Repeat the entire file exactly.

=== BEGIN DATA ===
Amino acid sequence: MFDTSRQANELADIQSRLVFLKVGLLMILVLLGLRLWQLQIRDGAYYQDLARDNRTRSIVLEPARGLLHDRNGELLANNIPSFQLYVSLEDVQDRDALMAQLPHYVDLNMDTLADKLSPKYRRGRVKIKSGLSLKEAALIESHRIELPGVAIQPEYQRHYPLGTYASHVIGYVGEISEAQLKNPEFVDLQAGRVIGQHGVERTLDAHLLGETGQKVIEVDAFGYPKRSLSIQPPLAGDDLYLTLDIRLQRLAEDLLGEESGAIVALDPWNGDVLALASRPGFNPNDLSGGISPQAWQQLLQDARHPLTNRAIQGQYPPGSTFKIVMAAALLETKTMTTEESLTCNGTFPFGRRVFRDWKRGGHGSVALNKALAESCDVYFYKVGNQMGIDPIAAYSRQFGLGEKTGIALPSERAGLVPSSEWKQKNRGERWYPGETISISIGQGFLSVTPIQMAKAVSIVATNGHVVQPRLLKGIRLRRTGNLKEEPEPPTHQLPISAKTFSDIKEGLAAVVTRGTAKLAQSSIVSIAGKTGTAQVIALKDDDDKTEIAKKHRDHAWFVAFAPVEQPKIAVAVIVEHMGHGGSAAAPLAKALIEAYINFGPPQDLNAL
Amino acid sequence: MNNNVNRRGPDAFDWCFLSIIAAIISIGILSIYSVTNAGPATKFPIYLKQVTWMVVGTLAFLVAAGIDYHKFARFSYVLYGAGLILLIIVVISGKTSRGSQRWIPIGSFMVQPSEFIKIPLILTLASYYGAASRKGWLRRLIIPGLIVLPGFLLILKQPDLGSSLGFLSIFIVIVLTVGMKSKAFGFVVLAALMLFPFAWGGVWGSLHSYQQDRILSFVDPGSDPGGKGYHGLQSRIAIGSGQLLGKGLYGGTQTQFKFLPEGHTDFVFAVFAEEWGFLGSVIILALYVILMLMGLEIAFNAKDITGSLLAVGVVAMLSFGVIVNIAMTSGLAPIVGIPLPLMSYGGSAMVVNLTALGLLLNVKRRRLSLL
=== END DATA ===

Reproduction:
Amino acid sequence: MFDTSRQANELADIQSRLVFLKVGLLMILVLLGLRLWQLQIRDGAYYQDLARDNRTRSIVLEPARGLLHDRNGELLANNIPSFQLYVSLEDVQDRDALMAQLPHYVDLNMDTLADKLSPKYRRGRVKIKSGLSLKEAALIESHRIELPGVAIQPEYQRHYPLGTYASHVIGYVGEISEAQLKNPEFVDLQAGRVIGQHGVERTLDAHLLGETGQKVIEVDAFGYPKRSLSIQPPLAGDDLYLTLDIRLQRLAEDLLGEESGAIVALDPWNGDVLALASRPGFNPNDLSGGISPQAWQQLLQDARHPLTNRAIQGQYPPGSTFKIVMAAALLETKTMTTEESLTCNGTFPFGRRVFRDWKRGGHGSVALNKALAESCDVYFYKVGNQMGIDPIAAYSRQFGLGEKTGIALPSERAGLVPSSEWKQKNRGERWYPGETISISIGQGFLSVTPIQMAKAVSIVATNGHVVQPRLLKGIRLRRTGNLKEEPEPPTHQLPISAKTFSDIKEGLAAVVTRGTAKLAQSSIVSIAGKTGTAQVIALKDDDDKTEIAKKHRDHAWFVAFAPVEQPKIAVAVIVEHMGHGGSAAAPLAKALIEAYINFGPPQDLNAL
Amino acid sequence: MNNNVNRRGPDAFDWCFLSIIAAIISIGILSIYSVTNAGPATKFPIYLKQVTWMVVGTLAFLVAAGIDYHKFARFSYVLYGAGLILLIIVVISGKTSRGSQRWIPIGSFMVQPSEFIKIPLILTLASYYGAASRKGWLRRLIIPGLIVLPGFLLILKQPDLGSSLGFLSIFIVIVLTVGMKSKAFGFVVLAALMLFPFAWGGVWGSLHSYQQDRILSFVDPGSDPGGKGYHGLQSRIAIGSGQLLGKGLYGGTQTQFKFLPEGHTDFVFAVFAEEWGFLGSVIILALYVILMLMGLEIAFNAKDITGSLLAVGVVAMLSFGVIVNIAMTSGLAPIVGIPLPLMSYGGSAMVVNLTALGLLLNVKRRRLSLL